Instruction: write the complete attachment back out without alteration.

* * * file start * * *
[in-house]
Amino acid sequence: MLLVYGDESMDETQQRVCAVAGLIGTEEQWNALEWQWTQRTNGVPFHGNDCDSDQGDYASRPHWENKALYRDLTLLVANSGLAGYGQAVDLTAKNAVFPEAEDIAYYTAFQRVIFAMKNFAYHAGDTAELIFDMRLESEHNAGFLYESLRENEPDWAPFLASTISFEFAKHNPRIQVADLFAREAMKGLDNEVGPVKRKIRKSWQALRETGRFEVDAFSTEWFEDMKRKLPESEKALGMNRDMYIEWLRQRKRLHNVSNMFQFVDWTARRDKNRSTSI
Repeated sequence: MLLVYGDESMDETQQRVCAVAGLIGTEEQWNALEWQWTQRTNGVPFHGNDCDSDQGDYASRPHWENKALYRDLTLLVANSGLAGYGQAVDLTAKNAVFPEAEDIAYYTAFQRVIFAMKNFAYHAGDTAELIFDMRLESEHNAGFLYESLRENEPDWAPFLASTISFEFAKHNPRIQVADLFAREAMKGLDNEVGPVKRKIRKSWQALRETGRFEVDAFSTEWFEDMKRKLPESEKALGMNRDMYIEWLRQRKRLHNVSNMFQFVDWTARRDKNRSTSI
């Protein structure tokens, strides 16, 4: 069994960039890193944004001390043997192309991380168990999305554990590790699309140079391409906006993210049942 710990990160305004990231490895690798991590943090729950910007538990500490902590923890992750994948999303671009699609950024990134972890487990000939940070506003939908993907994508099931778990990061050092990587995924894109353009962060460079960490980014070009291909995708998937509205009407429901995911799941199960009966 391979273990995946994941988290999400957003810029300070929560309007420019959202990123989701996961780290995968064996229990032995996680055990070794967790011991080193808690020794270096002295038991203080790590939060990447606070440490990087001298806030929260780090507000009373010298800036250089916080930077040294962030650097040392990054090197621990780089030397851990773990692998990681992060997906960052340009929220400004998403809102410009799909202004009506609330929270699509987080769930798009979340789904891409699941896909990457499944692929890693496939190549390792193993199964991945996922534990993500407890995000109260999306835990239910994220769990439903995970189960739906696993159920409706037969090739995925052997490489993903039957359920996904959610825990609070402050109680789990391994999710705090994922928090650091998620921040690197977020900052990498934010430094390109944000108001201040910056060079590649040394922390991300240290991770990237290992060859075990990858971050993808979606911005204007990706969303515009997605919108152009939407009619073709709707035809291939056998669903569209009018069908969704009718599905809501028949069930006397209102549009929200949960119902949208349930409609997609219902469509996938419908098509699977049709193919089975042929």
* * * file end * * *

[in-house]
Amino acid sequence: MLLVYGDESMDETQQRVCAVAGLIGTEEQWNALEWQWTQRTNGVPFHGNDCDSDQGDYASRPHWENKALYRDLTLLVANSGLAGYGQAVDLTAKNAVFPEAEDIAYYTAFQRVIFAMKNFAYHAGDTAELIFDMRLESEHNAGFLYESLRENEPDWAPFLASTISFEFAKHNPRIQVADLFAREAMKGLDNEVGPVKRKIRKSWQALRETGRFEVDAFSTEWFEDMKRKLPESEKALGMNRDMYIEWLRQRKRLHNVSNMFQFVDWTARRDKNRSTSI
Repeated sequence: MLLVYGDESMDETQQRVCAVAGLIGTEEQWNALEWQWTQRTNGVPFHGNDCDSDQGDYASRPHWENKALYRDLTLLVANSGLAGYGQAVDLTAKNAVFPEAEDIAYYTAFQRVIFAMKNFAYHAGDTAELIFDMRLESEHNAGFLYESLRENEPDWAPFLASTISFEFAKHNPRIQVADLFAREAMKGLDNEVGPVKRKIRKSWQALRETGRFEVDAFSTEWFEDMKRKLPESEKALGMNRDMYIEWLRQRKRLHNVSNMFQFVDWTARRDKNRSTSI
């Protein structure tokens, strides 16, 4: 069994960039890193944004001390043997192309991380168990999305554990590790699309140079391409906006993210049942 710990990160305004990231490895690798991590943090729950910007538990500490902590923890992750994948999303671009699609950024990134972890487990000939940070506003939908993907994508099931778990990061050092990587995924894109353009962060460079960490980014070009291909995708998937509205009407429901995911799941199960009966 391979273990995946994941988290999400957003810029300070929560309007420019959202990123989701996961780290995968064996229990032995996680055990070794967790011991080193808690020794270096002295038991203080790590939060990447606070440490990087001298806030929260780090507000009373010298800036250089916080930077040294962030650097040392990054090197621990780089030397851990773990692998990681992060997906960052340009929220400004998403809102410009799909202004009506609330929270699509987080769930798009979340789904891409699941896909990457499944692929890693496939190549390792193993199964991945996922534990993500407890995000109260999306835990239910994220769990439903995970189960739906696993159920409706037969090739995925052997490489993903039957359920996904959610825990609070402050109680789990391994999710705090994922928090650091998620921040690197977020900052990498934010430094390109944000108001201040910056060079590649040394922390991300240290991770990237290992060859075990990858971050993808979606911005204007990706969303515009997605919108152009939407009619073709709707035809291939056998669903569209009018069908969704009718599905809501028949069930006397209102549009929200949960119902949208349930409609997609219902469509996938419908098509699977049709193919089975042929």